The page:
Our global population is expected to grow by around 83 million people a year over the next 10 years. We have to figure out how to feed ourselves while repairing our environment and enabling strong communities. Here are 10 things we must keep in mind when discussing ending hunger and poverty by empowering the world's smallholder farmers.
- Right now, food supply is not actually the cause of global hunger. But if we do not get on top of the root causes -- poverty, access and waste -- food supply could become an insurmountable problem.
- Demand for food will grow, obviously, which will lead to an increase in food prices, which will be good for farmers; but only if they, too, are able to afford what food they do not grow themselves.
- Young people are leaving farms just as their aging parents become less able to manage the farmland. We must make smallholder agriculture an attractive way to lead a dignified life.
- Demand for diverse and quality foods, like animal protein, is growing, which is good for farmers; but we must be cautious so that meeting this demand does not come at the expense of a healthy planet.
- Human-induced climate change is real and accelerating. It will continue to reduce arable land, and land prices will keep rising. This is bad for farmers.
- Planetary limits have been reached. We are at the crisis point in many areas -- water is one example. Feeding the growing population while repairing damage to the planet and not inflicting more harm is the only way forward.
- Dramatic and highly visible crises -- climatic, pestilence, military and political -- will become more frequent, and the need for food aid will continue to grow.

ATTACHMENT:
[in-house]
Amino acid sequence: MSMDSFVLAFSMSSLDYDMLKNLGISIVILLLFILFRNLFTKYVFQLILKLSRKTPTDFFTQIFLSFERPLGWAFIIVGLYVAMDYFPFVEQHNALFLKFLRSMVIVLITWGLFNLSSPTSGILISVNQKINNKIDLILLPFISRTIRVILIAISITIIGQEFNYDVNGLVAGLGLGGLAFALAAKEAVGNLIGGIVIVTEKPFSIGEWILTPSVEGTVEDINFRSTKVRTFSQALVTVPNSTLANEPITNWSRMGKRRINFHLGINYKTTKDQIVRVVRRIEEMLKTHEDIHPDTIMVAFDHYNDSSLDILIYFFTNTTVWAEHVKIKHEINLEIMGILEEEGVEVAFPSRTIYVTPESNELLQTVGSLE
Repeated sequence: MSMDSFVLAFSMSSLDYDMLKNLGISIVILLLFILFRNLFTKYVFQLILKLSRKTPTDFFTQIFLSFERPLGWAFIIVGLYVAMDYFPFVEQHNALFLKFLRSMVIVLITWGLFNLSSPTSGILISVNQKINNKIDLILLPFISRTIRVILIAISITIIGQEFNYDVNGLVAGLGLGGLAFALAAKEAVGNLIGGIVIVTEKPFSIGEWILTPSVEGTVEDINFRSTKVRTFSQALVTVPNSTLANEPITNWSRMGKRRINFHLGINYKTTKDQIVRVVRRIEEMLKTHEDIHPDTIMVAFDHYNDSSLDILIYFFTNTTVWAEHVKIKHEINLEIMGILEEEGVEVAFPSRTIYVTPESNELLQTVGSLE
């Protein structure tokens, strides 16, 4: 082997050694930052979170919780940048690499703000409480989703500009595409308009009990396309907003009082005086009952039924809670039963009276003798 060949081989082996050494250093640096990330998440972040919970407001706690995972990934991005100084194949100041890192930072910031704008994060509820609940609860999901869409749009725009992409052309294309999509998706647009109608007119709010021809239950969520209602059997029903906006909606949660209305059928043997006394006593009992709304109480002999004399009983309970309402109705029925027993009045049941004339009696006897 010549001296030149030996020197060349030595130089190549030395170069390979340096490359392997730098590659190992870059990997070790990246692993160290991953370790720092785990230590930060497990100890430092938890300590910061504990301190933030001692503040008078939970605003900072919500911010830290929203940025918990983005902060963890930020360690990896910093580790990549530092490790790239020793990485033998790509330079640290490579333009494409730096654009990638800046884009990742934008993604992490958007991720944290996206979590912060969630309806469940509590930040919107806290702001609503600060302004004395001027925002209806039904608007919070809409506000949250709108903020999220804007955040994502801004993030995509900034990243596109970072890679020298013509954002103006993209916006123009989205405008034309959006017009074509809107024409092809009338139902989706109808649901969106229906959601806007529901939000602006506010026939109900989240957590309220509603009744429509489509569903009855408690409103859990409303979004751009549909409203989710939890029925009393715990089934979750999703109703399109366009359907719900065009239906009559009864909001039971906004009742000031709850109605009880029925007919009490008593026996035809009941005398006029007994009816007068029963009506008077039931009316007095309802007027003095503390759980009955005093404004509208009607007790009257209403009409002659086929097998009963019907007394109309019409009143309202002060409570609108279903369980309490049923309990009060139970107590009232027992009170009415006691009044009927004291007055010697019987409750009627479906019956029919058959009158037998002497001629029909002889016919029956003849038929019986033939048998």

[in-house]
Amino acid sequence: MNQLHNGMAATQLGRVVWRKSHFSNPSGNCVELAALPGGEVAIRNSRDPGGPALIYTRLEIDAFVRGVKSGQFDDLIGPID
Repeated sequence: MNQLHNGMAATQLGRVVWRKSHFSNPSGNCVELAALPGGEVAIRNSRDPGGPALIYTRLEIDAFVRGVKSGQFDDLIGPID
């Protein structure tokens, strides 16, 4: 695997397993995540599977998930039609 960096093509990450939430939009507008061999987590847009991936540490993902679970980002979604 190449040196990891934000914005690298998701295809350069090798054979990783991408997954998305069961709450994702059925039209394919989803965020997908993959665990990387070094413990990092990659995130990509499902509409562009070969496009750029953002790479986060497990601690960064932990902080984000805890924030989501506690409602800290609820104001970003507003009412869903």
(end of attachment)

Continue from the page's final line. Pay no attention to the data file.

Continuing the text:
- On farms, huge investments (hundreds of billions of dollars) will be required to eliminate food loss caused by a lack of storage (about 30-40 percent of global food waste happens on the farm). Appropriate storage technologies offer effective solutions, and aggregation through farmer-owned organizations will aid cost effectiveness.
- Refrigeration will be key for animal protein supply, safety and waste reduction. This will require huge capital investment and, unless renewable energy can be mastered and cheap, it will have a huge climatic impact. Advances in refrigeration technology will also be necessary.
- Smallholder farmers will largely remain the underlying solution. There are hundreds of millions of them, but they need to be mobilized into higher productivity. They will need huge working capital for managing and buying better quality inputs and small technology such as irrigation. These trillions of dollars needed may not be available through governments or philanthropy, but they may be self-generated if we can connect them to markets.
Evalyn Serwadda sits next to some of her laying hens in Nansana, Central Region, Uganda. Photo by Olivier Asselin, courtesy of Heifer International.
We are at a tipping point right now. The decisions and investments we make today will shape humanity's ability to thrive over the next 10 years and beyond.
This post is part of a series commemorating The Huffington Post's 10 Year Anniversary through expert opinions looking forward to the next decade in their respective fields. To see all of the posts in the series, read here.